In 1710 copyright was created to guarantee artists (of all kinds) fair recognition and income for their work. In the contemporary world copyright seems to benefit conglomerates. The Music, publishing, imaging and movie industries have the power to decide wether their materials can be used by others and if so for what purpose and price. This means that we may be moving towards an era of content control, artificial scarcity, few to many, hierarchal structures and the privatization of an ever increasing share of cultural expression. This is what copyright can do when in the wrong hands, take away our democratic right to our freedom of cultural and artistic exchange (Smiers & Van Schijndel 2008).
Although, as we all know, information just wants to be free. The wonder of the web is its ability for information flow, built in plenitude, many-to-many capabilities and its distributed networks. Millions of people are exchanging and sharing music, movies and images over the net everyday. Refusing to acknowledge that these illegal activities are a form of stealing and refusing to accept that huge companies can own the rights, for example, to millions of Mp3 files. As with most out-dated systems digitalization is shaking the foundations of copyright.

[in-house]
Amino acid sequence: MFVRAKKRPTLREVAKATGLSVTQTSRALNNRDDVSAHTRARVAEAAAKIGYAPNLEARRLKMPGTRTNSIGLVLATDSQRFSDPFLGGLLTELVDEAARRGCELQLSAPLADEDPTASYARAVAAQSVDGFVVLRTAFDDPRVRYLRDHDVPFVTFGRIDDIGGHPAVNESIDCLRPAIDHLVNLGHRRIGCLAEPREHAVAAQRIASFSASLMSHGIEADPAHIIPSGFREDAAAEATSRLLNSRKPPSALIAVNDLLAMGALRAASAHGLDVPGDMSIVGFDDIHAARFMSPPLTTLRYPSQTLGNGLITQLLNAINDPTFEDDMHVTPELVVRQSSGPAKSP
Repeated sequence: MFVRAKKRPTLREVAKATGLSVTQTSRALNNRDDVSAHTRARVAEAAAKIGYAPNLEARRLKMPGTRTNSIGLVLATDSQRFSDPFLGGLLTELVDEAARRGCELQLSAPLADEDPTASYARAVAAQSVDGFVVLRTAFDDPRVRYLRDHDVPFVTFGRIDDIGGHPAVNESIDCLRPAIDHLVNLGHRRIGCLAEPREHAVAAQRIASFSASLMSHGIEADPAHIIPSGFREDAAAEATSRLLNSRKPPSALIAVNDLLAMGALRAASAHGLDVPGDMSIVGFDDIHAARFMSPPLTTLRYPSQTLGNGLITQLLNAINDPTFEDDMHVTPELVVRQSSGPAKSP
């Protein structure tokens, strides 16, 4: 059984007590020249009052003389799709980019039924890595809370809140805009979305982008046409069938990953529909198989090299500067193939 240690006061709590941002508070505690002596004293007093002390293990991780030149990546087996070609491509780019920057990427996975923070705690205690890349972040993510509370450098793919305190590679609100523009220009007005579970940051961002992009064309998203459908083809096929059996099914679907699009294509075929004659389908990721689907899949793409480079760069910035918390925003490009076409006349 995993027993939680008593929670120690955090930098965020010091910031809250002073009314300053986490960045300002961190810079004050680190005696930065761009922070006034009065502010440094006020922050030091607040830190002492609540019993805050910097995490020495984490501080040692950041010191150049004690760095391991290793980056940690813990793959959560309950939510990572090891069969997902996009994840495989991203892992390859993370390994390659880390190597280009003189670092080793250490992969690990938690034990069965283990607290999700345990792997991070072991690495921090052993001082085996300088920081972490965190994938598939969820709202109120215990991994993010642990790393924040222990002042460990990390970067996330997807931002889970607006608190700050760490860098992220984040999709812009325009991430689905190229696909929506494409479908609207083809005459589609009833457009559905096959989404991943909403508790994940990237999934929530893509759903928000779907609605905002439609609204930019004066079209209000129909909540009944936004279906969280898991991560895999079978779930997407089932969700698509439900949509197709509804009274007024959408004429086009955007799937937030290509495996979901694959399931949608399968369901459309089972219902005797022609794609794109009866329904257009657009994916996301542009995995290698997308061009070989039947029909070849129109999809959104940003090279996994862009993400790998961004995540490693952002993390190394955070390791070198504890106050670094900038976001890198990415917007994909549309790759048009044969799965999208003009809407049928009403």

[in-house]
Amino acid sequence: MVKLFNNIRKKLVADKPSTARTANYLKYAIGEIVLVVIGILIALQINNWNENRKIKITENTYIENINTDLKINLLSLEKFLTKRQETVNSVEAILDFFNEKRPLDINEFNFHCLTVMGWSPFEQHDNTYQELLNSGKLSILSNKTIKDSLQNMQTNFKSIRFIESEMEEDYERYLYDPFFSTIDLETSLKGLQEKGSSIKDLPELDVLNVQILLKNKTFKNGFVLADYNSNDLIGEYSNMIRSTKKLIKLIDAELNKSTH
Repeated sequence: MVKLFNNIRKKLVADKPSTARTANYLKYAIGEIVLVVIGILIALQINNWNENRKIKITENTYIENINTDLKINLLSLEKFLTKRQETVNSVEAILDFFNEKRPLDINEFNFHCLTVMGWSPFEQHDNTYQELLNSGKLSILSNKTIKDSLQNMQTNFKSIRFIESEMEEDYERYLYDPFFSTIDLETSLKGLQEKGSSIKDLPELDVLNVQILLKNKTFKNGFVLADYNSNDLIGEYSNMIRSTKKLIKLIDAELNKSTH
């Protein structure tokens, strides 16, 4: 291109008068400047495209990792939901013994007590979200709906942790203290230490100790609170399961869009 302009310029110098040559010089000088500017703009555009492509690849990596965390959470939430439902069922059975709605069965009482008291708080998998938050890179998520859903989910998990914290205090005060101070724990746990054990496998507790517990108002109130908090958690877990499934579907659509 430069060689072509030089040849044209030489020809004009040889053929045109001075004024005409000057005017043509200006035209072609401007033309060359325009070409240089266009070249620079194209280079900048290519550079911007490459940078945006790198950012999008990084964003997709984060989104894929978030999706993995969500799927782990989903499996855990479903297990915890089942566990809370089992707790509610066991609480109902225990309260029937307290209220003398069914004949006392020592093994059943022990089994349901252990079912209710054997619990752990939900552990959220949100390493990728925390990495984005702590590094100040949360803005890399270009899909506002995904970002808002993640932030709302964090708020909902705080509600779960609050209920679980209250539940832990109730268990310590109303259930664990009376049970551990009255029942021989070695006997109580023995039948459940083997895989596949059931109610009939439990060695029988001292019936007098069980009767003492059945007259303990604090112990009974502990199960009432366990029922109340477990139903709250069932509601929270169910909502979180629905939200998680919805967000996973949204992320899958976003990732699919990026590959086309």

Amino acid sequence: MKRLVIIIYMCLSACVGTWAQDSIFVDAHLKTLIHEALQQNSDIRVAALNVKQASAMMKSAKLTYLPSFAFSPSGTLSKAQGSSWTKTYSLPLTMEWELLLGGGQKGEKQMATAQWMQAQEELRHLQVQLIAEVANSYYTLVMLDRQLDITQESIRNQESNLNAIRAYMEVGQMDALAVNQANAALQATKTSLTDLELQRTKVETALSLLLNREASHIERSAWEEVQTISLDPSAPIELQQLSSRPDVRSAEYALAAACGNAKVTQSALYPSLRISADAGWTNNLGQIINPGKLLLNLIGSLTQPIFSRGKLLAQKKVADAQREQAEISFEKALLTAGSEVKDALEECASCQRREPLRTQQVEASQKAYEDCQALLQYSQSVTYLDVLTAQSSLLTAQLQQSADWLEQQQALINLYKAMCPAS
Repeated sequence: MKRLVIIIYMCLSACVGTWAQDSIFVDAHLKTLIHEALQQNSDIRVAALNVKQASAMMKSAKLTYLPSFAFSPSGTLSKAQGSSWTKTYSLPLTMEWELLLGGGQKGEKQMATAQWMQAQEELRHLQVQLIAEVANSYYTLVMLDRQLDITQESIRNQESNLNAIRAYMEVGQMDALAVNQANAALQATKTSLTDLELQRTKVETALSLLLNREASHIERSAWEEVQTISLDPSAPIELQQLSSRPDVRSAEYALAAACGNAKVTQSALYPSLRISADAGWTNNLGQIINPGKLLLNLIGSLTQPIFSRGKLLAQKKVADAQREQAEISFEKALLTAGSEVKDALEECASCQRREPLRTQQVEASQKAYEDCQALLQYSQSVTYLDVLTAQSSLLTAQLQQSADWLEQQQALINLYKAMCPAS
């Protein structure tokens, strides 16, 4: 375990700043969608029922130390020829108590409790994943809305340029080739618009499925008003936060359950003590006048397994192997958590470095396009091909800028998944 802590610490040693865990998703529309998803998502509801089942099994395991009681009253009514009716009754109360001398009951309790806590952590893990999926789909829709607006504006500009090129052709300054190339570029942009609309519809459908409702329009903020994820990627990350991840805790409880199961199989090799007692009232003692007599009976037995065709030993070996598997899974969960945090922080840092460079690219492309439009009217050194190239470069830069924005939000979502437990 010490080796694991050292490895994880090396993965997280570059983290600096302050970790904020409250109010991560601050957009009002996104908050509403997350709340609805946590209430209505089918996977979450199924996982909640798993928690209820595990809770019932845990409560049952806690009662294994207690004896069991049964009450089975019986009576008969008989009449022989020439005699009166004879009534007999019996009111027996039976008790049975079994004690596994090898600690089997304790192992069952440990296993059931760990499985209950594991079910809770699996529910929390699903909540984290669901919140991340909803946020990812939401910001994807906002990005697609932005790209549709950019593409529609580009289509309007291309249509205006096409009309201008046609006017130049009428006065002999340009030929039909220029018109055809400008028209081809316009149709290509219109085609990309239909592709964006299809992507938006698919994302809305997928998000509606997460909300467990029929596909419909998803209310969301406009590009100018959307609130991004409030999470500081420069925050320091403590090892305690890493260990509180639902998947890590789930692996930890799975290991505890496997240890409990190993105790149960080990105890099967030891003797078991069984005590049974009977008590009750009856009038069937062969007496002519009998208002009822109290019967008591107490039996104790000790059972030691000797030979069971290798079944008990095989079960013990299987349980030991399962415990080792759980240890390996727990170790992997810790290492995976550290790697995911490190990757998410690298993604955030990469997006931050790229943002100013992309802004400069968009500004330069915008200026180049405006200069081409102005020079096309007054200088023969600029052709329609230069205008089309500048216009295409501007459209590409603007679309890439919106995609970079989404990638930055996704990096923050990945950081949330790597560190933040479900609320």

Introduce the Digital Rights Movement (DRM). The digital revolution has allowed for new and innovative ways to use and share digital content. As a result it has made it almost impossible for copyright holders to control the distribution of their property. DRM is a movement or management strategy that aims to stop or ease the practice of piracy. It takes the control from the person in possession of the digital content and hands it over to a computer program. You know all of those terms and conditions you agreed to but never read? End User License Agreements, encryption even spyware. This is all to restrict and control how you use content. An abstract example of the extent to which this content could be controlled is if Google determined what you could or could not write in Gmail, for example you cannot use the letter ‘F’ or ‘A’. They could also claim ownership over everything you write. Information wants to be free but it also wants to be expensive. Creative Commons is something of a compromise between the restrictive copyright and complete freedom, as it allows for some flexibility and some control. However the issue still remains, will copyright lead to the end of cultural expression?
http://www.nytimes.com/2005/10/07/opinion/07iht-edsmiers.html?pagewanted=all&_r=1& ((Smiers, J & Van Schijndel, M 2008 ‘Imagine a world without copyright’ The New York Times)